US20120231326A1 - Structured silicon battery anodes - Google Patents

Structured silicon battery anodes Download PDF

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US20120231326A1
US20120231326A1 US13/504,521 US201013504521A US2012231326A1 US 20120231326 A1 US20120231326 A1 US 20120231326A1 US 201013504521 A US201013504521 A US 201013504521A US 2012231326 A1 US2012231326 A1 US 2012231326A1
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silicon
porous silicon
method
cycles
current
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Sibani Lisa Biswal
Michael S. Wong
Madhuri Thakur
Steven L. Sinsbaugh
Mark J. Isaacson
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William Marsh Rice University
Lockheed Martin Corp
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William Marsh Rice University
Lockheed Martin Corp
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Priority to PCT/US2010/054577 priority patent/WO2011053736A1/en
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Assigned to LOCKHEED MARTIN CORPORATION reassignment LOCKHEED MARTIN CORPORATION ASSIGNMENT OF ASSIGNORS INTEREST (SEE DOCUMENT FOR DETAILS). Assignors: ISAACSON, MARK J., SINSABAUGH, STEVEN L.
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    • HELECTRICITY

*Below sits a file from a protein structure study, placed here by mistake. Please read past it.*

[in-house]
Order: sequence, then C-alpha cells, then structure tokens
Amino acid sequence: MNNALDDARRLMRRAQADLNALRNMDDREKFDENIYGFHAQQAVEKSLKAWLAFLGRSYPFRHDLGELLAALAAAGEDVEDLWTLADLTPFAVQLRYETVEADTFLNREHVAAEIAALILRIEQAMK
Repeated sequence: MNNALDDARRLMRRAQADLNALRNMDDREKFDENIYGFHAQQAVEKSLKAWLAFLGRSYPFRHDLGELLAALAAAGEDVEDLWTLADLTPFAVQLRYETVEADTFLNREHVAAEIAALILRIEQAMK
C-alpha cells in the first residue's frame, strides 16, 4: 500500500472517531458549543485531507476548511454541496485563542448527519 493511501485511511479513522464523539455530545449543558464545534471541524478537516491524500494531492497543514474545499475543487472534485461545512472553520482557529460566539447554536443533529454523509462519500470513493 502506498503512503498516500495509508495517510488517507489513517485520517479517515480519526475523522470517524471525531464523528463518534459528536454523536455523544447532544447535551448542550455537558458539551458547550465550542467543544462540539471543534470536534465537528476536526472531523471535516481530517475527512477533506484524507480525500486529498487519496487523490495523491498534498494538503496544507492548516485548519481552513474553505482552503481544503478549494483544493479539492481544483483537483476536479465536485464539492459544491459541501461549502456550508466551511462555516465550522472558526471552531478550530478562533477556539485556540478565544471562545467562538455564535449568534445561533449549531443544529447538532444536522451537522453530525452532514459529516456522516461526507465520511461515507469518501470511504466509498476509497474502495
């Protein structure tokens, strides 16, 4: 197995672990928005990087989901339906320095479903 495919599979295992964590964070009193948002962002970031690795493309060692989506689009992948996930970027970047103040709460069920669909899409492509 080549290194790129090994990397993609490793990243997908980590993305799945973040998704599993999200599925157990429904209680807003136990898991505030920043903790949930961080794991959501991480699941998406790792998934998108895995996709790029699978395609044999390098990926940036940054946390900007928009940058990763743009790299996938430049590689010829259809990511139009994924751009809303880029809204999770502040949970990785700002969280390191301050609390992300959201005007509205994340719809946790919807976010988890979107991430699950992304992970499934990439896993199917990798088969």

• H01BASIC ELECTRIC ELEMENTS
    • H01MPROCESSES OR MEANS, e.g. BATTERIES, FOR THE DIRECT CONVERSION OF CHEMICAL ENERGY INTO ELECTRICAL ENERGY
    • H01M4/00Electrodes
    • H01M4/02Electrodes composed of or comprising active material
    • H01M4/64Carriers or collectors
    • H01M4/66Selection of materials
    • H01M4/663Selection of materials containing carbon or carbonaceous materials as conductive part, e.g. graphite, carbon fibres
    • CCHEMISTRY; METALLURGY
    • C23COATING METALLIC MATERIAL; COATING MATERIAL WITH METALLIC MATERIAL; CHEMICAL SURFACE TREATMENT; DIFFUSION TREATMENT OF METALLIC MATERIAL; COATING BY VACUUM EVAPORATION, BY SPUTTERING, BY ION IMPLANTATION OR BY CHEMICAL VAPOUR DEPOSITION, IN GENERAL; INHIBITING CORROSION OF METALLIC MATERIAL OR INCRUSTATION IN GENERAL
    • C23CCOATING METALLIC MATERIAL; COATING MATERIAL WITH METALLIC MATERIAL; SURFACE TREATMENT OF METALLIC MATERIAL BY DIFFUSION INTO THE SURFACE, BY CHEMICAL CONVERSION OR SUBSTITUTION; COATING BY VACUUM EVAPORATION, BY SPUTTERING, BY ION IMPLANTATION OR BY CHEMICAL VAPOUR DEPOSITION, IN GENERAL
    • C23C14/00Coating by vacuum evaporation, by sputtering or by ion implantation of the coating forming material